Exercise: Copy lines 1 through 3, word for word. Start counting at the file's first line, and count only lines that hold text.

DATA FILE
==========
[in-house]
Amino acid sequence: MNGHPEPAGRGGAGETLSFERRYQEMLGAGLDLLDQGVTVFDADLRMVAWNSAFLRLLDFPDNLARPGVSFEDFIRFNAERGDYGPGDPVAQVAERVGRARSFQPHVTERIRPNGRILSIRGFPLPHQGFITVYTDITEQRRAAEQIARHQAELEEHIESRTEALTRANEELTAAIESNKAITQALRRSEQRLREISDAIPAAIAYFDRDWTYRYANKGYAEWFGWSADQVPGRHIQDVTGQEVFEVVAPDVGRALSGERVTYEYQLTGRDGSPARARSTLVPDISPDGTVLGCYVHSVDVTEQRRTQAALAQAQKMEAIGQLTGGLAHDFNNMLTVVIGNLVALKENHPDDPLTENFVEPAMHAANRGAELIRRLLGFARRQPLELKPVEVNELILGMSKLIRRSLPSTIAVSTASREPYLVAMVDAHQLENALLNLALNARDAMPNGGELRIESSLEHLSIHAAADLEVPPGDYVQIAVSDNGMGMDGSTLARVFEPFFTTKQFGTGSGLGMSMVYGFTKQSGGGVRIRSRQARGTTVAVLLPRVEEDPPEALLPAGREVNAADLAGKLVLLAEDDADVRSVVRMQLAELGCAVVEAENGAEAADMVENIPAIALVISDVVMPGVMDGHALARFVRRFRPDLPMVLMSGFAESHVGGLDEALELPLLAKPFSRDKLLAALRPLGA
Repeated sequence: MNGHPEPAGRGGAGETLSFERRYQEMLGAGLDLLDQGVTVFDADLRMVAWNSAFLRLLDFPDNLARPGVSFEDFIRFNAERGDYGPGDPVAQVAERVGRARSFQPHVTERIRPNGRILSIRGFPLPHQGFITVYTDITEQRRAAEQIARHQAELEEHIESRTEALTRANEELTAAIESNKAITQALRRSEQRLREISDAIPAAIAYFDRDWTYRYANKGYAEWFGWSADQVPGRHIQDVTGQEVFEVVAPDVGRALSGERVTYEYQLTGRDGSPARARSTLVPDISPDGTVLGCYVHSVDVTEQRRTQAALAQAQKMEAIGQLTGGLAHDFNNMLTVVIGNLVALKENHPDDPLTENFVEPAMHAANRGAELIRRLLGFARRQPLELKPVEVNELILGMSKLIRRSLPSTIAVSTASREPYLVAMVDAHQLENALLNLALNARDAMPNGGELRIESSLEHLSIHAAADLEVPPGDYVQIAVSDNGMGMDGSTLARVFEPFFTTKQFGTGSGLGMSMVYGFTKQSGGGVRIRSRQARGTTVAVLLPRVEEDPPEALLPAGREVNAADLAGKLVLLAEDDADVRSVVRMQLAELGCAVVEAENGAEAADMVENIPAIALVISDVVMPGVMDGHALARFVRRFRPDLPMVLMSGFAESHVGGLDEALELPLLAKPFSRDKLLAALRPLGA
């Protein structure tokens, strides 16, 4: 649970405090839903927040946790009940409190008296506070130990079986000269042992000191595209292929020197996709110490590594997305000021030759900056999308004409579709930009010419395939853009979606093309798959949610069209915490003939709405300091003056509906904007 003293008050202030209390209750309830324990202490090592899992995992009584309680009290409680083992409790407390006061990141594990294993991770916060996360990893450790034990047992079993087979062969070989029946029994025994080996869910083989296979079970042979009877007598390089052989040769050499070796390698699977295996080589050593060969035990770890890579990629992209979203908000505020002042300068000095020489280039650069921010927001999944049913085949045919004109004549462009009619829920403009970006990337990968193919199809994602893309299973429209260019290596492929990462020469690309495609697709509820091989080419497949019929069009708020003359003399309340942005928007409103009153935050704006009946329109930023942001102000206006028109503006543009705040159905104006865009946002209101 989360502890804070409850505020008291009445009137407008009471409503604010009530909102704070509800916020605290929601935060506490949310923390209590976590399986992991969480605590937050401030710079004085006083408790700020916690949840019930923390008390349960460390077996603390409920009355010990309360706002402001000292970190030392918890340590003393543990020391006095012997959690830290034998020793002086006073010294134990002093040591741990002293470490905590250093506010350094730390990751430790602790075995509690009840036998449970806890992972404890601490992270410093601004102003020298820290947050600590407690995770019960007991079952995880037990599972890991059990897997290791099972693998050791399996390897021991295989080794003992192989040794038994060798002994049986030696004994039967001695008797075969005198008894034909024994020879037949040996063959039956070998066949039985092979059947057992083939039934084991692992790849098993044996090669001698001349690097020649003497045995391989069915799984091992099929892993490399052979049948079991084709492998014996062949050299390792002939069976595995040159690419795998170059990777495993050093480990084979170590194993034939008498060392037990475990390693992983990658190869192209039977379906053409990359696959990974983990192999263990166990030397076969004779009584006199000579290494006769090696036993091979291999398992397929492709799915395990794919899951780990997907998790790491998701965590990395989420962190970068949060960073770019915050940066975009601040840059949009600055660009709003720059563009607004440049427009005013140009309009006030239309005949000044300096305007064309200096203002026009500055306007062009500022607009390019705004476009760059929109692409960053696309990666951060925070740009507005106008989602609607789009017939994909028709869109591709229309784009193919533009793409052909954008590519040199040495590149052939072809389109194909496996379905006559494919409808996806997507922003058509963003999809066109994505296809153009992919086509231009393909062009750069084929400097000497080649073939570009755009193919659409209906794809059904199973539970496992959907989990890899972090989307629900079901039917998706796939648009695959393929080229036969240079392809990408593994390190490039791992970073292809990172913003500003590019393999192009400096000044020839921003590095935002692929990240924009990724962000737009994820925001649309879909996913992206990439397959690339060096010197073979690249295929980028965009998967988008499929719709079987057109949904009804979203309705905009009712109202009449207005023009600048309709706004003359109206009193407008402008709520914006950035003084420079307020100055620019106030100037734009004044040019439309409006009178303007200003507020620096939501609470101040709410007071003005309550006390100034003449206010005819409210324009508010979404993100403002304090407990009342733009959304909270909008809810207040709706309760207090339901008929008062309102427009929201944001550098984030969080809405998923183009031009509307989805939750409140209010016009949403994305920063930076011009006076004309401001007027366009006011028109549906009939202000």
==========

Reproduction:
[in-house]
Amino acid sequence: MNGHPEPAGRGGAGETLSFERRYQEMLGAGLDLLDQGVTVFDADLRMVAWNSAFLRLLDFPDNLARPGVSFEDFIRFNAERGDYGPGDPVAQVAERVGRARSFQPHVTERIRPNGRILSIRGFPLPHQGFITVYTDITEQRRAAEQIARHQAELEEHIESRTEALTRANEELTAAIESNKAITQALRRSEQRLREISDAIPAAIAYFDRDWTYRYANKGYAEWFGWSADQVPGRHIQDVTGQEVFEVVAPDVGRALSGERVTYEYQLTGRDGSPARARSTLVPDISPDGTVLGCYVHSVDVTEQRRTQAALAQAQKMEAIGQLTGGLAHDFNNMLTVVIGNLVALKENHPDDPLTENFVEPAMHAANRGAELIRRLLGFARRQPLELKPVEVNELILGMSKLIRRSLPSTIAVSTASREPYLVAMVDAHQLENALLNLALNARDAMPNGGELRIESSLEHLSIHAAADLEVPPGDYVQIAVSDNGMGMDGSTLARVFEPFFTTKQFGTGSGLGMSMVYGFTKQSGGGVRIRSRQARGTTVAVLLPRVEEDPPEALLPAGREVNAADLAGKLVLLAEDDADVRSVVRMQLAELGCAVVEAENGAEAADMVENIPAIALVISDVVMPGVMDGHALARFVRRFRPDLPMVLMSGFAESHVGGLDEALELPLLAKPFSRDKLLAALRPLGA
Repeated sequence: MNGHPEPAGRGGAGETLSFERRYQEMLGAGLDLLDQGVTVFDADLRMVAWNSAFLRLLDFPDNLARPGVSFEDFIRFNAERGDYGPGDPVAQVAERVGRARSFQPHVTERIRPNGRILSIRGFPLPHQGFITVYTDITEQRRAAEQIARHQAELEEHIESRTEALTRANEELTAAIESNKAITQALRRSEQRLREISDAIPAAIAYFDRDWTYRYANKGYAEWFGWSADQVPGRHIQDVTGQEVFEVVAPDVGRALSGERVTYEYQLTGRDGSPARARSTLVPDISPDGTVLGCYVHSVDVTEQRRTQAALAQAQKMEAIGQLTGGLAHDFNNMLTVVIGNLVALKENHPDDPLTENFVEPAMHAANRGAELIRRLLGFARRQPLELKPVEVNELILGMSKLIRRSLPSTIAVSTASREPYLVAMVDAHQLENALLNLALNARDAMPNGGELRIESSLEHLSIHAAADLEVPPGDYVQIAVSDNGMGMDGSTLARVFEPFFTTKQFGTGSGLGMSMVYGFTKQSGGGVRIRSRQARGTTVAVLLPRVEEDPPEALLPAGREVNAADLAGKLVLLAEDDADVRSVVRMQLAELGCAVVEAENGAEAADMVENIPAIALVISDVVMPGVMDGHALARFVRRFRPDLPMVLMSGFAESHVGGLDEALELPLLAKPFSRDKLLAALRPLGA